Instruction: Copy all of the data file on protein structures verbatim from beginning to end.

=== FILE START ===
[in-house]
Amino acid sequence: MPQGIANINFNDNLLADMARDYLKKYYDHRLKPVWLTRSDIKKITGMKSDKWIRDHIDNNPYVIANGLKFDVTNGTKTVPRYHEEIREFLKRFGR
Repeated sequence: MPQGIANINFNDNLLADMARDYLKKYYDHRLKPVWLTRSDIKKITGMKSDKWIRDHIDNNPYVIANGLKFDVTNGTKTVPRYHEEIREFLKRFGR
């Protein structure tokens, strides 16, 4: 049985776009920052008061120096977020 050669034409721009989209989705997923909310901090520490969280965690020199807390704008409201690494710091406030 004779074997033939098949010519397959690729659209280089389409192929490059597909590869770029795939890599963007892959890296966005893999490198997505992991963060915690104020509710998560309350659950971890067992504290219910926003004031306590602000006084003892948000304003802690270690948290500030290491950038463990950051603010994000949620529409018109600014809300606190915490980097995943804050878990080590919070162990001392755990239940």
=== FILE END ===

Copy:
[in-house]
Amino acid sequence: MPQGIANINFNDNLLADMARDYLKKYYDHRLKPVWLTRSDIKKITGMKSDKWIRDHIDNNPYVIANGLKFDVTNGTKTVPRYHEEIREFLKRFGR
Repeated sequence: MPQGIANINFNDNLLADMARDYLKKYYDHRLKPVWLTRSDIKKITGMKSDKWIRDHIDNNPYVIANGLKFDVTNGTKTVPRYHEEIREFLKRFGR
């Protein structure tokens, strides 16, 4: 049985776009920052008061120096977020 050669034409721009989209989705997923909310901090520490969280965690020199807390704008409201690494710091406030 004779074997033939098949010519397959690729659209280089389409192929490059597909590869770029795939890599963007892959890296966005893999490198997505992991963060915690104020509710998560309350659950971890067992504290219910926003004031306590602000006084003892948000304003802690270690948290500030290491950038463990950051603010994000949620529409018109600014809300606190915490980097995943804050878990080590919070162990001392755990239940």